Enterprise Risk & Country Risk

Focusing of “earnings” in the NYSE Mittelstand doesn’t help us to understand how competitive the NYSE Mittelstand (which is the World’s fifth-largest economy) is in the World of up-and-coming economies that are likely to displace it if we don’t pay some attention to the matter.

The measures that they have in common are the Enterprise Risk, which we can also use in evaluating a portfolio of them (please see Exhibit 3 below), and the “Country Risk” which is the same as the “Capital Productivity” of a country, and relies on its Trade Modality, and its investments in the fixed assets and savings of the country for investment, and when the capital is badly deployed, and the trade relationships are weak, we can expect loan defaults, a hungry people, and a change of government akin to a new management; please see Exhibit 3 below which is a “story board” on everything that we need to know.

Exhibit 3: Enterprise Risk & Country Risk

Figure 3.1: The NYSE Mittelstand - Enterprise Risk & World Capital Productivity

Figure 3.1: The NYSE Mittelstand – Enterprise Risk & World Capital Productivity

Please click on the link (and again to make it larger if required) “The NYSE Mittelstand Fundamentals” for more details on the companies.

And for more information on real “risk management” in modern times and additional references to the theory and how to read the charts and tables, please see our Post, The RiskWerk Company Glossary and “(P&I) Dividend Risk and Dividend Yield“, and our recent Posts “(P&I) The Profit Box” and “(P&I) The Process – In The Beginning“; and we’ve also profiled hundreds of companies in these Posts and the Search Box (upper right) might help you to find what you’re looking for, such as “(B)(N) TLM Talisman Energy Incorporated” or “(B)(N) ATHN AthenaHealth Incorporated” or “(B)(N) PETM PetSmart Incorporated“, to name just a few.

And for more applications of these concepts please see our Posts which rely on the Theory of the Firm developed by the author (Goetze 2006) which calibrates The Process to the units of the balance sheet and demonstrates the price of risk as the solution to a Nash Equilibrium between “risk-seeking” and “risk-averse” investors within the demonstrated societal norms of risk aversion and bargaining practice. And for more on The Process, please see our Posts The Food Chain and The Process End-Of-Process.

And for more on what risk averse investing has done for us this year, please see our recent Posts on “(P&I) The Easy (EC) Theory of the Capital Markets” or “(B)(N) The Easy (EC) Theory of the S&P 500“, and the past, The S&P TSX “Hangdog” Market or The Wall Street Put or specialty markets such as The Dow Transports & Utilities or (B)(N) The Woods Are Burning, or for the real class actionLa Dolce Vita – Let’s Do Prada! and It’s For You, Dear on the smartphone business.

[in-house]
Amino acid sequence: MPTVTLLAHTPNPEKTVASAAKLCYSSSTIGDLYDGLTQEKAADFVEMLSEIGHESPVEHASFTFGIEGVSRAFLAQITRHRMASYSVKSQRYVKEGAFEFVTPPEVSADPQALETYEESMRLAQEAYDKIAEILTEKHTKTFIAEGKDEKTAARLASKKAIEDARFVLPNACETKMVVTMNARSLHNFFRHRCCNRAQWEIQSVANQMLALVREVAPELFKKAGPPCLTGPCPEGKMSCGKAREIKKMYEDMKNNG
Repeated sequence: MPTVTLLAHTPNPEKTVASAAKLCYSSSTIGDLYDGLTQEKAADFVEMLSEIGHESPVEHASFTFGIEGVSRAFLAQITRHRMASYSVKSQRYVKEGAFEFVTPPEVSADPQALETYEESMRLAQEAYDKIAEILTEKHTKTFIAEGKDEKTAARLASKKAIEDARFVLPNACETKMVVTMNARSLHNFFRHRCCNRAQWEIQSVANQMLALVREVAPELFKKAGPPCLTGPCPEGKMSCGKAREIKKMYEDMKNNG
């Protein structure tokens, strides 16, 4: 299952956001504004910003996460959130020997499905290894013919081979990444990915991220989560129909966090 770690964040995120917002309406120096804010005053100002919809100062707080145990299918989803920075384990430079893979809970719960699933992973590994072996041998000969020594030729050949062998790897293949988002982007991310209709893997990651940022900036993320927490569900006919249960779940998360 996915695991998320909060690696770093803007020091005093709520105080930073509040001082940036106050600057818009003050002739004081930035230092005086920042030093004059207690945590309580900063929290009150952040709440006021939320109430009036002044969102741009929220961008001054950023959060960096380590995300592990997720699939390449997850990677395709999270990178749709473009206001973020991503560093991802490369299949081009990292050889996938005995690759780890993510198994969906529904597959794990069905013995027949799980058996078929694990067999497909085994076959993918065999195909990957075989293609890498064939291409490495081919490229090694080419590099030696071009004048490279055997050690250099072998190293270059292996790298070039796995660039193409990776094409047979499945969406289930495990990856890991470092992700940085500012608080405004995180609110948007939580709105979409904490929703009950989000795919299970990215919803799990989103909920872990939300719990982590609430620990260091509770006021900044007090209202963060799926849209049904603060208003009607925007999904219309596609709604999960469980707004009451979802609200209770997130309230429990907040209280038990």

And for more stocks at high prices, The World’s Most Talked About Stocks or Earnings Don’t Matter – NASDAQ 100. And for more on what’s Working in AmericaBig OilShopping in America or Banking in America, to name just a few.

Postscript

We are The RiskWerk Company and care not a jot for mutual funds, hedge funds, “alternative investments”, the “risk/reward equation” and every other unprovable artifact of investment lore. We have just one product

The Perpetual Bond
Alpha-smart with 100% Capital Safety and 100% Liquidity
Guaranteed
With No Fees and No Loads on Capital

For more information on RiskWerk, please follow the Tags or Categories attached to this Letter or simply enter Search for additional references to any term that we have used. Related data may be obtained from us for free in a machine readable format by request to RiskWerk@gmail.com.

Disclaimer

Investing in the bond and stock markets has become a highly regulated and litigious industry but despite that, there remains only one effective rule and that is caveat emptor or “buyer beware”. Nothing that we say should be construed by any person as advice or a recommendation to buy, sell, hold or avoid the common stock or bonds of any public company at any time for any purpose. That is the law and we fully support and respect that law and regulation in every jurisdiction without exception and without qualification to the best of our knowledge and ability. We can only tell you what we do and why we do it or have done it and we know nothing at all about the future or the future of stock prices of any company nor why they are what they are, now. The author retains all copyrights to his works in this blog and on this website. The Perpetual Bond®™ is a registered trademark and patented technology of The RiskWerk Company and RiskWerk Limited (“Company”) . The Canada Pension Bond®™ and The Medina Bond®™ are registered trademarks or trademarks of the Company as are the words and phrases “Alpha-smart”, “100% Capital Safety”, “100% Liquidity”, ”price of risk”, “risk price”, and the symbols “(B)”, “(N)” and N*.